Summary: In Arizona, attractive but rapacious Stoddard University student Bud Corliss learns from his girl friend, Dorothy Kingship, that she is two months pregnant. Although Bud assures Dorothy, whom he affectionately calls “Doree,” that he will take care of her, he hesitates when Dorothy insists on marrying, knowing that marriage will estrange her from her conservative father Leo, owner of the prestigious Kingship Copper Mines, whose wealth Bud covets. Dorothy insists they can have a successful marriage without her father’s approval or the family money and Bud reluctantly agrees to wed in a few days. At home, Bud refrains from discussing his situation with his dedicated mother, who, like the Kingships, has no knowledge of his relationship with Dorothy. Bud then visits the library and after reading about various poisons, sneaks into the chemistry building where he steals several toxic powders that he places into capsules. Over the next couple of days, Bud convinces Dorothy to return a picture of him that he had given her and has her write out a translation of a melodramatic apology from Spanish into English. Later, Bud mails the translated note to Leo and offers the unsuspecting Dorothy the capsules, insisting they are vitamin pills recommended by a friend who works in a pharmacy. On bidding Dorothy goodnight that evening, Bud asks her to keep their wedding plans a secret from her sister Ellen and she agrees. The next morning Bud is stunned when Dorothy appears in class. Feigning illness, Bud hurries from class to the post office in a frantic and unsuccessful effort to recover the note. Although distressed, Bud later calls Dorothy to reconfirm their plans to wed the next day. Delighted, Dorothy agrees to meet Bud at the multi-storied building just after noon. The next day, Bud and Dorothy discover the marriage bureau is closed for lunch, prompting Bud to suggest that they go to the roof to look at the view. While sitting on a ledge, Dorothy admits she did not take the pills and apologizes for suspecting that Bud intended to hurt the baby. Bud tenderly forgives her and then pushes Dorothy off the roof to her death. A few days later, Police Chief Howard Chesser and his nephew, assistant professor Gordon Grant, meet with Leo and Ellen to report that a cursory investigation supports that Dorothy committed suicide. Gordon tells Leo that, as Dorothy’s tutor and acquaintance, he did not believe her capable of suicide, but Leo, apprehensive of scandal tainting the family name, refuses to authorize an in-depth investigation. Before departing, Gordon offers Ellen sympathy and help should she want to learn more about Dorothy’s death. Several months later, Bud has established a relationship with Ellen, who remains unaware of his involvement with Dorothy. One afternoon, Ellen receives a package from one of Dorothy’s sorority sisters containing Dorothy’s belt and a note informing her that Dorothy had borrowed her friend’s belt the day she died. Cancelling a date with Bud that evening, Dorothy meets with Gordon to confide that receiving the belt made her realize that the day Dorothy died she had intentionally fulfilled the romantic wedding day tradition of wearing something old, new, borrowed and blue. When Gordon acts puzzled, Ellen declares her long-held suspicion that her sister was murdered. Ellen insists that they must learn the identity of Dorothy’s secret boyfriend, whom she had mentioned vaguely in letters. While Gordon agrees to arrange a meeting with Chesser, Ellen gains permission to look through registration cards of Dorothy’s university classes. Based on Dorothy’s brief description of dating an English major who was tall and slender, Ellen deduces that athletic Dwight Powell was Dorothy’s beau. Unknown to Ellen, Bud, upon receiving her message earlier, has followed her to the campus. Later when Ellen meets Dwight to confront him, the young man hesitates before admitting that he had dated Dorothy briefly and feared their break-up might have in some way provoked her suicide. Dwight insists he never called Dorothy “Doree” as her letter to Ellen claimed, then recalls Dorothy invited him to a party at the house of her new boyfriend, and offers to provide Ellen with the address. Ellen accompanies Dwight to his dormitory for the information and as she waits downstairs in the lounge, Dwight is surprised in his room by Bud, who types a suicide message for Dwight that admits to murdering Dorothy. Bud then shoots Dwight and escapes in the ensuing commotion. A couple of days later, a confident Bud proposes to Ellen and she accepts. Determined to sustain the fragile relationship with his daughter, Leo approves and arranges a party to announce the engagement. During the party, Gordon stops by to tell Ellen that he has discovered that Dwight was an active tennis player who was competing in Mexico City the day of Dorothy’s death. As Gordon departs, Ellen introduces him to Bud and, recognizing him as a student, Gordon drives down the road where he calls Chesser and asks him to check on a connection between Bud and Dorothy. Gordon returns to the Kingships’, where he privately tells Leo that it is suspicious that Bud has never mentioned attending the university or knowing Dorothy. Ellen interrupts and refuses to believe Gordon, presuming that Leo has encouraged him in order to discredit Bud. The next day Ellen takes Bud out to the copper works and gets him to admit that he knew Dorothy. Bud claims he did not tell Ellen about his brief acquaintance with her sister to spare her, but Ellen grows doubtful as she realizes he could easily have followed her to her meeting with Dwight. When Bud accidentally calls Dorothy “Doree,” Ellen realizes that he is the murderer. Back at the Kingship house, Leo and Gordon receive proof from Chesser that Dorothy and Bud frequented a diner for several months. Concerned about Ellen, the men drive to the copper works. Meanwhile, certain that the police do not know of Ellen’s suspicions, Bud attempts to push her off a cliff, but Ellen breaks free. As Leo and Gordon arrive, Bud rushes after Ellen, but is struck by a mine truck and falls to his death.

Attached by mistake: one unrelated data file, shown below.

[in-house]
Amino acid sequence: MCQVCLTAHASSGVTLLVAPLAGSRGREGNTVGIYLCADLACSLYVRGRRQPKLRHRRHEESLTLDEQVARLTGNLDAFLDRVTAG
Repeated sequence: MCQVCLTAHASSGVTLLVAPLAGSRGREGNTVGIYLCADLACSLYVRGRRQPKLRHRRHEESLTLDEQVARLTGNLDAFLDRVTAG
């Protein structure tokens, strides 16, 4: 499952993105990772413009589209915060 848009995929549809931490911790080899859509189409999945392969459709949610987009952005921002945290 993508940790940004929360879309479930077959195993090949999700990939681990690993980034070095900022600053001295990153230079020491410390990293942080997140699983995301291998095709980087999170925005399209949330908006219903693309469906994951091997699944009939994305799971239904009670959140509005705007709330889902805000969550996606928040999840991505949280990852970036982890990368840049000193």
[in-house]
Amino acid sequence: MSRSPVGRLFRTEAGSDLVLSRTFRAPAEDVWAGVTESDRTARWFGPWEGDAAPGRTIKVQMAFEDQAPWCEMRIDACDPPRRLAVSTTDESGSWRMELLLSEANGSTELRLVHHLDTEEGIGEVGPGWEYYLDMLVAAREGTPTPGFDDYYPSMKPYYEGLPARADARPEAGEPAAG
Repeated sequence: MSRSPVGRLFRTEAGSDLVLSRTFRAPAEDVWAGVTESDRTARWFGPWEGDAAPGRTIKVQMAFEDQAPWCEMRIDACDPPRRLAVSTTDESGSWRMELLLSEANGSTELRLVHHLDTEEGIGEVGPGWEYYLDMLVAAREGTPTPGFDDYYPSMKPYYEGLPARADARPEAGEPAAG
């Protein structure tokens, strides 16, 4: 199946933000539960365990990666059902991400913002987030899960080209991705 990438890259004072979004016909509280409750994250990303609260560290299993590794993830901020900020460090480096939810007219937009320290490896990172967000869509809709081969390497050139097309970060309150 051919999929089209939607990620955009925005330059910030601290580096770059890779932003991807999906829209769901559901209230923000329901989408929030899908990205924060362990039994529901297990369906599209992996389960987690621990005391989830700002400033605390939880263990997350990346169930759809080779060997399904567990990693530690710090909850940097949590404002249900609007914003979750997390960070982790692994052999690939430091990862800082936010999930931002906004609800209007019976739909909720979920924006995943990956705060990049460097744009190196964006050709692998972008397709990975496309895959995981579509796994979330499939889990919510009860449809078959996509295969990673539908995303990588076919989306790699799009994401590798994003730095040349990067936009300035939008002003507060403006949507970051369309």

Production Company: Crown Productions, Inc.